• Support alternative forms of accessing food, such as rural and urban communal gardens, food shelves, mobile markets, and produce trucks.
• Provide assistance for small grocery stores to upgrade their refrigerators.
• Work with restaurants to serve low price healthy meals.
• Provide public-private partnership financing to grocers wanting to build or expand in underserved neighborhoods.
• Help encourage co-operative grocery stores in areas where private-sector grocery providers cannot make a profit..
What do these policy options look like in real life? Here are two case studies, rural and urban, one in northern Minnesota, the other in North Minneapolis.
• SproutMN is a nonprofit organization, located in Little Falls, Minnesota, with a larger mission “to strengthen and connect local food systems in Central Minnesota.” , Sprout recently launched a fund-raising campaign to buy a vehicle and create a mobile grocery store that regularly brings fresh produce from local organic farmers and other sources into every corner of the central Minnesota food deserts.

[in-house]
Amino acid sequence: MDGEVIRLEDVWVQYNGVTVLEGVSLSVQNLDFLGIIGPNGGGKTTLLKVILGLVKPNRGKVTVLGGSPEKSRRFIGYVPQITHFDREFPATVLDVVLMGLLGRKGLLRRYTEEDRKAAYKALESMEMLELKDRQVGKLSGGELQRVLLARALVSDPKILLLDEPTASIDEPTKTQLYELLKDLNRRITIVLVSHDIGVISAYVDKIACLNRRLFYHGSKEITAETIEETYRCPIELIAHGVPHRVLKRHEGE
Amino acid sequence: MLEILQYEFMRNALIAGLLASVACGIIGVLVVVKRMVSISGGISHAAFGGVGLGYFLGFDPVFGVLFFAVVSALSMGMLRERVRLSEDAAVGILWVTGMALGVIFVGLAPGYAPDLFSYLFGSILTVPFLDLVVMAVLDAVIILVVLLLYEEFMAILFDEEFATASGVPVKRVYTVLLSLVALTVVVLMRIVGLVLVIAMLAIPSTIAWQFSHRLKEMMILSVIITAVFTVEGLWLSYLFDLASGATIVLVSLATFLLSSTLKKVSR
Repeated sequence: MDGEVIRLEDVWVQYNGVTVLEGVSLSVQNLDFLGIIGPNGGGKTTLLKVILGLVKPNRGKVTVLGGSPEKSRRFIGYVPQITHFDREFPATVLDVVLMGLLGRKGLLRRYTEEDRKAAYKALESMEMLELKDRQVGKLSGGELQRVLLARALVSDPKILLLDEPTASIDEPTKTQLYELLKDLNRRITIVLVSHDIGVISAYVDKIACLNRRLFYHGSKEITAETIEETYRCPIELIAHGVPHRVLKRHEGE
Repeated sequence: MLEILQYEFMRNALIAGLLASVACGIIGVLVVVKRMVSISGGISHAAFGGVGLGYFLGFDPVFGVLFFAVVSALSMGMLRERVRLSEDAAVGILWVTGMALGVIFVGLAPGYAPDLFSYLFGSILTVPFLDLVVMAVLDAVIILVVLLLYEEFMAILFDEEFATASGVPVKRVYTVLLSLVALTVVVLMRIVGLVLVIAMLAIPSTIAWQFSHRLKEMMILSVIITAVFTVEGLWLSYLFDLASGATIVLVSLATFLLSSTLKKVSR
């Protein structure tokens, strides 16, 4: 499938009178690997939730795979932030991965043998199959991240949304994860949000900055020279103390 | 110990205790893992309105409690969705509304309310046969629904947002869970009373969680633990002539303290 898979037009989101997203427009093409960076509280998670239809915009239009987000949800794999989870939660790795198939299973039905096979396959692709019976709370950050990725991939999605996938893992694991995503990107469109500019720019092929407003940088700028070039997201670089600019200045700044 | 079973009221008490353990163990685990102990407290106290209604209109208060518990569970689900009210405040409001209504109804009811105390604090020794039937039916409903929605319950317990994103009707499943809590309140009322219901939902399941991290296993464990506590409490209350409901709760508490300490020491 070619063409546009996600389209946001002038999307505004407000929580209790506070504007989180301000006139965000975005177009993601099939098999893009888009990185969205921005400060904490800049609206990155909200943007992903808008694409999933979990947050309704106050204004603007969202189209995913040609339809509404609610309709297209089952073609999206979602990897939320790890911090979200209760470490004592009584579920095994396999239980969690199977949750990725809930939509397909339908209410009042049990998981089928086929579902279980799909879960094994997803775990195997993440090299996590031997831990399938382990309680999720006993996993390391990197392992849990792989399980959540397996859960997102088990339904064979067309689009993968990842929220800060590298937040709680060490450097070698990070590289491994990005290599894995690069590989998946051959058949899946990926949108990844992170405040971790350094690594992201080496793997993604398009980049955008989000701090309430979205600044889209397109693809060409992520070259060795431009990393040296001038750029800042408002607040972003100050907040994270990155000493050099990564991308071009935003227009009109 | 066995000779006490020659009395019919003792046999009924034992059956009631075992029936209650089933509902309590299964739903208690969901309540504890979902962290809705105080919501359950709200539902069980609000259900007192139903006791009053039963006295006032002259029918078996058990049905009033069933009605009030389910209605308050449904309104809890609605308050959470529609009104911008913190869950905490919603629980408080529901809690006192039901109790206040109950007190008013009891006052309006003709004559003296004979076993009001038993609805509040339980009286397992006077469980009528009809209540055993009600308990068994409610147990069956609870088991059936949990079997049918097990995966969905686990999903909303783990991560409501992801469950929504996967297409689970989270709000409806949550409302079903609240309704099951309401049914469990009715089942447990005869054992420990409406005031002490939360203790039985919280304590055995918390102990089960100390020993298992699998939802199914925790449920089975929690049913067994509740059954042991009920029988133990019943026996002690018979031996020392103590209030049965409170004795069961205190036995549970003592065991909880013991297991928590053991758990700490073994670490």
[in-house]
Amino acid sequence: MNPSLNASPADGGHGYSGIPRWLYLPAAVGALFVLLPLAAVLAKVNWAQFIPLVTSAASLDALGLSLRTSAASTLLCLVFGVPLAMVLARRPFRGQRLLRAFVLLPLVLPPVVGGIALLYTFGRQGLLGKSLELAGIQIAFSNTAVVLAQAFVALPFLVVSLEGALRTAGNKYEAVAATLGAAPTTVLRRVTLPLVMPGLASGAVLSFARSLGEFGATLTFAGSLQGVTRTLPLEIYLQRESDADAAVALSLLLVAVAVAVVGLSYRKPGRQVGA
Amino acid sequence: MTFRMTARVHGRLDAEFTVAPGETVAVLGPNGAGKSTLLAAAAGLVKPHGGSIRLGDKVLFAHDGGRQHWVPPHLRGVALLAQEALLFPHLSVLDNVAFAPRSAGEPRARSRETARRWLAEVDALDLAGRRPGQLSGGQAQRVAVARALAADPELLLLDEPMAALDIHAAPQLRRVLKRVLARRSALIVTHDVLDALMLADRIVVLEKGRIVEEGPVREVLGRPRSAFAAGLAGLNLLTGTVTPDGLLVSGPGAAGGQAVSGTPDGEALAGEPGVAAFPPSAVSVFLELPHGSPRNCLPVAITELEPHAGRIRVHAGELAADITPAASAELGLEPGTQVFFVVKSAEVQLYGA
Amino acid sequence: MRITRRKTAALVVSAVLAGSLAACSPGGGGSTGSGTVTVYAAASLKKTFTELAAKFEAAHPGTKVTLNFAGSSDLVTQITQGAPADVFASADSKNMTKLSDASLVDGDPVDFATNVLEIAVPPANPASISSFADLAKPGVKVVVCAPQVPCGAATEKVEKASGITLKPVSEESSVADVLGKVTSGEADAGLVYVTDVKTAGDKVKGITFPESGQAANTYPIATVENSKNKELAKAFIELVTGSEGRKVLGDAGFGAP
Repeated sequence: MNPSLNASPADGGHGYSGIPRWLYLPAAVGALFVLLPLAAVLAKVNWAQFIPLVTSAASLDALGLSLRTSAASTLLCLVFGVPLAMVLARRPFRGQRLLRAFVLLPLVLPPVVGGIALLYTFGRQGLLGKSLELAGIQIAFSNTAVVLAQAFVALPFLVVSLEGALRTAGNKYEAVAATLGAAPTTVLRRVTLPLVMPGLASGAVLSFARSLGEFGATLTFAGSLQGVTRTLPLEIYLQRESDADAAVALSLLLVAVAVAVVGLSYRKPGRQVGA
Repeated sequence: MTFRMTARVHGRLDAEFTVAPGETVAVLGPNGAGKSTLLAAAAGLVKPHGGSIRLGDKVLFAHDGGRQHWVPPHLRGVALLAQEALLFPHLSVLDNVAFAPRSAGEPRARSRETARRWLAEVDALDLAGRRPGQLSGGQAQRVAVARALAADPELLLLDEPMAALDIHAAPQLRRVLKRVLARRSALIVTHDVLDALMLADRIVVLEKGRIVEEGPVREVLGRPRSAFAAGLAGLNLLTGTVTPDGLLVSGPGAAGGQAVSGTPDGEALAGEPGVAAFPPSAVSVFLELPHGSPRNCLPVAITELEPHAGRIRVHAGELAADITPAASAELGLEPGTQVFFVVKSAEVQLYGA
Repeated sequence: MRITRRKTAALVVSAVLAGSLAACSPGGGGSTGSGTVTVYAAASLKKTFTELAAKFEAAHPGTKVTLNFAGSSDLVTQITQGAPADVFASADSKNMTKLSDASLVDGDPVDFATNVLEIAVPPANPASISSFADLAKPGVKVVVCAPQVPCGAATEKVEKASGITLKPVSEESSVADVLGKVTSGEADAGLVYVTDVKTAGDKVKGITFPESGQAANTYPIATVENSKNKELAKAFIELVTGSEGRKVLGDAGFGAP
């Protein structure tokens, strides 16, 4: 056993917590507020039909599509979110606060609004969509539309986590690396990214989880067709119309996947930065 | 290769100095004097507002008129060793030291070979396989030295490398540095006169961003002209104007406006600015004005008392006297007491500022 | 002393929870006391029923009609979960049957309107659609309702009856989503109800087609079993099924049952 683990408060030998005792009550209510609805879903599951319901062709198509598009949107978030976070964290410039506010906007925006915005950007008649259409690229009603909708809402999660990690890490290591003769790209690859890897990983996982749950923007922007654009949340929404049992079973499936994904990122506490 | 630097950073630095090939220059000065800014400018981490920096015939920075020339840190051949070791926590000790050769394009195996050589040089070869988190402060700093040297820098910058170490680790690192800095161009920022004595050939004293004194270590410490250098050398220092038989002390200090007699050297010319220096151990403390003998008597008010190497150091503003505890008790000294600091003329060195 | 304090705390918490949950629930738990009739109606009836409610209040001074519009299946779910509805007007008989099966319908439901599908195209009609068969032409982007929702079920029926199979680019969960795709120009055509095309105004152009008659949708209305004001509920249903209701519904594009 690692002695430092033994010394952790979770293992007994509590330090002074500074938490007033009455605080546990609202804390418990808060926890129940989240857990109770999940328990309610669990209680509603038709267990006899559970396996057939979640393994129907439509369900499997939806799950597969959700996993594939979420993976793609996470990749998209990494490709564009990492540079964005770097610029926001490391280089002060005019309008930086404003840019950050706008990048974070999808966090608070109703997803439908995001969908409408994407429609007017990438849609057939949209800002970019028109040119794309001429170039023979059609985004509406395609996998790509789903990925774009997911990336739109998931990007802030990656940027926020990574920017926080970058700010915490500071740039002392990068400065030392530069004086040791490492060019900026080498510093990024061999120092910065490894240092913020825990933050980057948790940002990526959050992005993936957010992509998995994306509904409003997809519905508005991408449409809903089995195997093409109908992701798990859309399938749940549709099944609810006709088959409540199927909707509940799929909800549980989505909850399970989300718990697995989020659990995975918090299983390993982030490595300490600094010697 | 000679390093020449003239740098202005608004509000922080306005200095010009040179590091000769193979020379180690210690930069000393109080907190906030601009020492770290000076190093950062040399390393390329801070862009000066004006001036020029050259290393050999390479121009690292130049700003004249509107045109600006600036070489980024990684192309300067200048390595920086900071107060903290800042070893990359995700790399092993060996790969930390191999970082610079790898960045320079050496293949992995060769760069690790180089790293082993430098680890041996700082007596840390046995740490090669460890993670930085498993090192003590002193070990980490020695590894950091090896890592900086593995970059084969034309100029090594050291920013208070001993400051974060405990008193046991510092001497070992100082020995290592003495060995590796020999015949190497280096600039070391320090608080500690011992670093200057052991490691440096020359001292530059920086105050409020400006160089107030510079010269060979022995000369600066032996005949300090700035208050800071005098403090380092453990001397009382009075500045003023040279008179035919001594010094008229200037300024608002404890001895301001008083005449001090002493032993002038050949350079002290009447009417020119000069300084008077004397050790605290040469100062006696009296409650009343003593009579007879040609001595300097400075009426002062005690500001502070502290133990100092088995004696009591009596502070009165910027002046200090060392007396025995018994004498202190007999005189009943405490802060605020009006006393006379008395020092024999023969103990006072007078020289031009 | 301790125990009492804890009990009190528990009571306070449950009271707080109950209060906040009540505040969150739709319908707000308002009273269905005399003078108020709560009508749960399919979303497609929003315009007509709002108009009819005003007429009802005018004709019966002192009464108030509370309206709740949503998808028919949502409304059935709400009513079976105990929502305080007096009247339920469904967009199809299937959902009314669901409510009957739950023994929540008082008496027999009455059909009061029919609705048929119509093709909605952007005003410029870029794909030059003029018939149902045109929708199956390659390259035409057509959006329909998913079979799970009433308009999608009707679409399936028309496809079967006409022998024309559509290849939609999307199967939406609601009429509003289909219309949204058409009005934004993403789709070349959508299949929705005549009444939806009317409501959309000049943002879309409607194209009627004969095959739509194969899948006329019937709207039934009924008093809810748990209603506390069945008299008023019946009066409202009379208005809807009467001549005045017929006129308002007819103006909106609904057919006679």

• BrightSide Produce is an economically sustainable business model that makes fresh produce more available in low-income urban neighborhoods. It was founded in June 2014 as a collaboration between the University of St. Thomas and Community Table Co-op to provide fresh fruits and vegetables to corner stores in Minneapolis, Minnesota. The core operation involves a team of neighborhood youth and university students who make regular deliveries to corner stores in under-served areas. In the summer of 2017, BrightSide launched its second location, focused on providing fresh produce to small food stores in National City, CA, in collaboration with San Diego State University.
In a recent article in the St. Thomas alumni magazine about BrightSide, program participant Adam Pruitt described numerous salutary ripple effects on the local community and on outsiders making new connections, in addition to the obvious beneficiaries like Oliver Anderson.
“What we’re doing here at BrightSide is really making a change for the better,” Pruitt said. “It’s just a giant circle of so many different groups of people who are on opposite sides of the spectrum, but watching how they all come together under one entity, and work together, talk together, eat together, and even grow and change together, it’s just a really nice thing to watch over time.”
Clarence Dodge is a student at Sarah Lawrence College and is the Summer 2018 Redleaf Intern at Growth & Justice